Are you finding your life more peaceful since you’re not doing Facebook?

    • It’s good to hear about how things are going for you, Feral. I feel more peaceful just reading about how unpressured and unfrenetic you are. Daydreaming is really important to me, too, as is a sense of real connection with others.

      I don’t think I’ve been off of Facebook long enough to feel entirely “released” yet— the noise in my head is a little quieter, and I’m trying to do other things to decrease my anxiety, but I still do an inordinate amount of worrying about people “there.” With previous experiments in taking breaks from Facebook, I think I know what to expect, mostly; I worry that I’ll be forgotten, that some people will feel I’ve given them the cold shoulder, that it will damage relationships. The fact that a single social medium can hold such sway over my perceptions of relationship is troubling to me. I want to believe that I and others I know on Facebook will reach out with other methods, such as email, but it rarely happens (although I treasure the exceptions). I need to confront the fact that close, in-person connections are hard for me to find and maintain.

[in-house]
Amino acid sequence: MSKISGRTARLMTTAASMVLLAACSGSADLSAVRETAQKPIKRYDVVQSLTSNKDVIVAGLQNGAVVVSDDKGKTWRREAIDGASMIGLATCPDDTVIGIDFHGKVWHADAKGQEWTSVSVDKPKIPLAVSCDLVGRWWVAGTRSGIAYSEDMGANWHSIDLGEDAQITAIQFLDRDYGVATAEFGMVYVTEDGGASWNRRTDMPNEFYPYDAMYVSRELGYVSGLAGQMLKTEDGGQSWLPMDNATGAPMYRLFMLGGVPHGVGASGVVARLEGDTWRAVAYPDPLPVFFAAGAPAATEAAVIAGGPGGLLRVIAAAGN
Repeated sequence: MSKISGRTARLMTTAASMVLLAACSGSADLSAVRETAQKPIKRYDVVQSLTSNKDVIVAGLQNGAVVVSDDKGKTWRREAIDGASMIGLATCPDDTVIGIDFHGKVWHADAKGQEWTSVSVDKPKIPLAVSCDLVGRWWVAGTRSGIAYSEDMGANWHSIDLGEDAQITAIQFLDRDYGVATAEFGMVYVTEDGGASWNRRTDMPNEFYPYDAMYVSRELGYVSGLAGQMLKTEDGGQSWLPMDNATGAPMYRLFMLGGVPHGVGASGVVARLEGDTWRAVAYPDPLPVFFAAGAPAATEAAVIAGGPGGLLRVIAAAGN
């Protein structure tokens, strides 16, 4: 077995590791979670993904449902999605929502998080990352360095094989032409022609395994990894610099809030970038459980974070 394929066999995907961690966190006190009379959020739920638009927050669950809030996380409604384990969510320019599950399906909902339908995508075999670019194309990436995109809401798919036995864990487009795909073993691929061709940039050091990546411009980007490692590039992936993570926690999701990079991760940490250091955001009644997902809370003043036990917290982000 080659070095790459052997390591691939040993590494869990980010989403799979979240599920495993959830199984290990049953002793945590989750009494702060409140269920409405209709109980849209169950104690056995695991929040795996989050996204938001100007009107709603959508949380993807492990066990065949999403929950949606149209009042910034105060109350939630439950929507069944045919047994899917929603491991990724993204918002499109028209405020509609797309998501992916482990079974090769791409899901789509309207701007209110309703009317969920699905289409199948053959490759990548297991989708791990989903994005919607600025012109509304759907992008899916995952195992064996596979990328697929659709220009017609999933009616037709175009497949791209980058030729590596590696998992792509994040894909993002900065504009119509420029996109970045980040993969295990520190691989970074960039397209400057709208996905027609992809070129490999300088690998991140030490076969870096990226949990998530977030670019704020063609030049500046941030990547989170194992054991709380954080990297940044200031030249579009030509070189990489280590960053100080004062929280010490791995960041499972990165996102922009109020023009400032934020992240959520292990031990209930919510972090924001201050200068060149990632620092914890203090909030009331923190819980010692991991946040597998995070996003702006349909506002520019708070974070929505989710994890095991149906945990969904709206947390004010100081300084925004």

2. Just dropping in to say hi. Not even sure why. Connecting the dots.

  3. Keeping up with you, Jen, by reading here – so you know. I will respond more in depth when I feel moved to do so. I’m glad you’re trying something new, since you found that what you were doing wasn’t working well for you.

  4. 🙂 Good Luck with your new plan !!

  5. Thanks for making your blog available over on FB.
    This one might get me to overcome my amotivationality and set up a blog myself. I admit that I enjoy writing for facebook friends, though. I probably wouldn’t bother, were I writing just for myself.

    • I would be very excited to read your blog, Randle! I miss “seeing” you.